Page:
Mythology Symposium: The Story of Achilles
In this one-time course, we will gather for our own Greek symposium! In true symposium style, we'll use art, literature, and story-telling tradition to explore the stories surrounding one of Greek mythology's most famous heroes: Achilles.
196 total reviews for this teacher
10 reviews for this class
Completed by 32 learners
There are no upcoming classes.
learners per class
How does a “One-Time” class work?
Meets once at a scheduled time
Live video chat, recorded and monitored for safety and quality
Great for exploring new interests and different styles of teachers
How Outschool Works
There are no open spots for this class.
You can request another time or scroll down to find more classes like this.
The symposium (or συμπoσιον) was for centuries an important part of ancient Greek culture (and ancient Roman culture, too; the Romans admired Greek culture and literature very much, and so they "borrowed" quite a bit from the Greeks, including their own version of the symposium, called a convivium). Symposia were essentially intimate dinner parties at a private home; after the main meal, the attendants would gather to drink wine, nibble on snacks, and indulge in all manner of literary and...
I fell in love with classics as an undergraduate. During high school, I had taken a few Latin courses, and I had a genuine interest in the language (as a child, I had even attempted to teach myself Latin from a book, which didn't go so well, but clearly I had an attraction to Latin from an early age!), but it wasn't something I imagined myself pursuing in any serious way in higher education. In the first semester of my freshman year at college, however, due to a mix up with my schedule, I ended up in a Roman history course, and it transformed my world. I was entranced by both the subject matter and the teacher, and when the second semester came around, I made sure to sign up for as many classics courses as I could take. By sophomore year, I was learning ancient Greek and declaring my major in classics. I received my BA in Latin Language and Literature (with an undeclared minor in ancient Greek language and literature) from Oberlin College. During my senior year of college, I made the decision to apply to graduate school. By that time, I had decided that I wanted to share my excitement for the classical world by becoming a teacher, and given my passion for classics, I preferred to deepen my knowledge of the subject rather than to attend a master's of education program. I received a merit-based classics fellowship from the University of Virginia, from which I received my MA in Classics. I wrote my master's thesis on the treatment of women in three exempla of Ovid's Ars Amatoria. My classics education exposed me not only to ancient languages and literature, but to the very world of the ancient Greeks and Romans, and learning more about Greek and Roman mythology, in which I have had a strong interest since I was a child, was an integral part of the experience. Any program of study in classics demands a strong knowledge of many aspects of the ancient world outside of its languages. I love classics, and I believe my love for it shines through in every class I teach and in every interaction I have with a student. I have been a Latin language tutor for my entire adult life, I have taught Latin language and literature courses on the college level, and as a teacher at a private school in Virginia, I taught Latin language courses (intro Latin all the way through AP Latin) for middle schoolers and upper schoolers; because the school gave teachers control over course curriculum, I structured my classes so that mythology, ancient history, and classical civilization played an integral role.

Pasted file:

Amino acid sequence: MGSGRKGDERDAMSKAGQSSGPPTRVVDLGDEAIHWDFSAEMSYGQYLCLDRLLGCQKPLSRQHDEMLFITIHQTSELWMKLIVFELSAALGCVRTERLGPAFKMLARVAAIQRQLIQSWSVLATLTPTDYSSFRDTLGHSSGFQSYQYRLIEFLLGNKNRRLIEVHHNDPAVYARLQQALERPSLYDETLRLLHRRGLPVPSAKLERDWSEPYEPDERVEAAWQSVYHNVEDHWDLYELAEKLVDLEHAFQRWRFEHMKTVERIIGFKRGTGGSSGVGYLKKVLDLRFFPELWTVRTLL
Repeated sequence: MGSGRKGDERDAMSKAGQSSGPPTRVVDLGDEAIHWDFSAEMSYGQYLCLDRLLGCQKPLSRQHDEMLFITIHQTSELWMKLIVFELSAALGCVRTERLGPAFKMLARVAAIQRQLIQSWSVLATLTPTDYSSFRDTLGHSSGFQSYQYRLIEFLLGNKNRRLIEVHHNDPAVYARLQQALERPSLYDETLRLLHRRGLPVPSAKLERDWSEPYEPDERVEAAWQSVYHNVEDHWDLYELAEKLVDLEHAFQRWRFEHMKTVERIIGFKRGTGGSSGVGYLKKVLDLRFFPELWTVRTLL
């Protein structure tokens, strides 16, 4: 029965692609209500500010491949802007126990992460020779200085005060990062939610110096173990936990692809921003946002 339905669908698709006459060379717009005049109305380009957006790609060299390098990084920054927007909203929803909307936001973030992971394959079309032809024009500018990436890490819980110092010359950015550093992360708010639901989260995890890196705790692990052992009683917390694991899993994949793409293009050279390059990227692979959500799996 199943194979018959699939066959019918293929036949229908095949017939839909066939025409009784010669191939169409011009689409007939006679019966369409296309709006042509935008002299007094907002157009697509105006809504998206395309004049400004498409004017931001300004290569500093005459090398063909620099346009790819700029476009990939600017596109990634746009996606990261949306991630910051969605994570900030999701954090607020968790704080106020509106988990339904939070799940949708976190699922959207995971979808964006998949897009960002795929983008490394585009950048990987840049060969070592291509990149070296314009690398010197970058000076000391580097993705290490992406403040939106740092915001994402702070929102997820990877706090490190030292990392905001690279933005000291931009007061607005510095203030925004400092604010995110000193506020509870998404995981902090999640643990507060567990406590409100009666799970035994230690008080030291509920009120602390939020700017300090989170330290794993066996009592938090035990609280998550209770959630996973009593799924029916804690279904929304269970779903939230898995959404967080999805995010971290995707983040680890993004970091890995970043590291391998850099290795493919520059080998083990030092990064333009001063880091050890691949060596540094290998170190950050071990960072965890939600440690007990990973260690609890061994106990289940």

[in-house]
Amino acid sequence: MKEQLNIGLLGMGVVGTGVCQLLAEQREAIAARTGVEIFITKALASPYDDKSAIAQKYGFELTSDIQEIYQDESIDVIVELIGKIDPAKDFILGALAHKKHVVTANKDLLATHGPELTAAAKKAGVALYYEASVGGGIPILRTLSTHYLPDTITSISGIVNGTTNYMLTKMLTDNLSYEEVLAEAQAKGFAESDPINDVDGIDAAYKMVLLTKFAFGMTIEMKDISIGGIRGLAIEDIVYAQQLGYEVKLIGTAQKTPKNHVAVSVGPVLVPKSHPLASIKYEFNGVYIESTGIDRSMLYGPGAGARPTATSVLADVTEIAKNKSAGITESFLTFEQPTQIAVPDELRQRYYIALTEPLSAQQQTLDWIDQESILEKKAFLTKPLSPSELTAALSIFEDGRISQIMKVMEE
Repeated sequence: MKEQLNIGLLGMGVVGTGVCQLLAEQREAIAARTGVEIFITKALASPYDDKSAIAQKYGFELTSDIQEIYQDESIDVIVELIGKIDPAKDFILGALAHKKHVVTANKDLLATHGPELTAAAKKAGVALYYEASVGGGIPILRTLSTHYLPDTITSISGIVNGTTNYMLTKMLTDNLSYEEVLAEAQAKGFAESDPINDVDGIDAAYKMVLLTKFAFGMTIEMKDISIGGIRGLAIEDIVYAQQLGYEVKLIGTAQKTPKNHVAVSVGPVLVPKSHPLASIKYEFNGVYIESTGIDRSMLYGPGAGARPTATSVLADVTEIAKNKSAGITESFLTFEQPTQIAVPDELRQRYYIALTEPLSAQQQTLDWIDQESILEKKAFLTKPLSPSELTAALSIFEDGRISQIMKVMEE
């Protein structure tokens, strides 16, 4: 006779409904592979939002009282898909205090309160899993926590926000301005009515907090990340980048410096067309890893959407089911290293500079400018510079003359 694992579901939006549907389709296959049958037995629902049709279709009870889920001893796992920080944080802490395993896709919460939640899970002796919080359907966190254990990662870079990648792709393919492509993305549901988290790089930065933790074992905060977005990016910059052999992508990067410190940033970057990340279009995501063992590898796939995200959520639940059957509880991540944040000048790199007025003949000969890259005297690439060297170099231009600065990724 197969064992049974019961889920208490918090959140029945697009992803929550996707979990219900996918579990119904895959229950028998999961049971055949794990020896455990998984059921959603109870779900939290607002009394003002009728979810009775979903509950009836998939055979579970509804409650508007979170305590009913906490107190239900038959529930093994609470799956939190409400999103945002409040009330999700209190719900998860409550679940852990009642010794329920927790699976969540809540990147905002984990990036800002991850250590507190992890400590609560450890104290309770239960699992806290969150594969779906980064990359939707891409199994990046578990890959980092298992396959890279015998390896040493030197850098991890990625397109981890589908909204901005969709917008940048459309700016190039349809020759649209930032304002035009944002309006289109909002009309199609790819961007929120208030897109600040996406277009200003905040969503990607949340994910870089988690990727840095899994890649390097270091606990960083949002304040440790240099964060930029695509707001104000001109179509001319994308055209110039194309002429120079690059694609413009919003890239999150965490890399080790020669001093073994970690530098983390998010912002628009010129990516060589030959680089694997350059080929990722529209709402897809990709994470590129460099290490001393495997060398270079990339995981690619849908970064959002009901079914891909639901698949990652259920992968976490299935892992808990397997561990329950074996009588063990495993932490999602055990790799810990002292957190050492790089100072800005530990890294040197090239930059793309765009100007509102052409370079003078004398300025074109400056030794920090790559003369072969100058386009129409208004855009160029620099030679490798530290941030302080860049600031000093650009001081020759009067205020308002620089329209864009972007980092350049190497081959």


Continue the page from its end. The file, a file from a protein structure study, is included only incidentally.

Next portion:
As we're seeking to recreate a symposium, drinks and snacks are encouraged! Between the meal and the after-dinner snacks, traditional food served at a symposium would include bread, cheese, olives (and olive oil!), dried fruit, nuts, grapes, and honey. If a student wishes to participate in the food/drink element of the course, they should have one, several, or all of these items on hand at the start of the hour. For drinks, water or juice works just fine.
Learners will not need to use any apps or websites beyond the standard Outschool tools.
55 minutes per week in class, and maybe some time outside of class.
I believe it is important to show learners how Greek and Roman myths were developed throughout the ages, and I particularly like to emphasize the depictions of mythological stories and figures in art, architecture, and sculpture. Please note that some artwork may involve some modest nudity. This is never gratuitous, and it always reflects the artistic style of the day. I make an effort to keep such images to a minimum, but it is a fact that ancient and Renaissance art often made the stylistic choice to depict its subjects as partially clothed or nude. Any such images would of course be restricted to paintings, sculpture, or pottery, and are images that are housed in museums around the world. If you have any questions, please do not hesitate to contact me.
Kristen Kanipe, M.A.Experienced and Enthusiastic Classicist, Teacher, and Tutor
196 total reviews
211 completed classes
**PLEASE NOTE** If you are interested in a class, but do not see a section listed, please do not hesitate to send me a schedule request. I often have a very flexible schedule, and I am happy to accommodate requests when I can; if I cannot...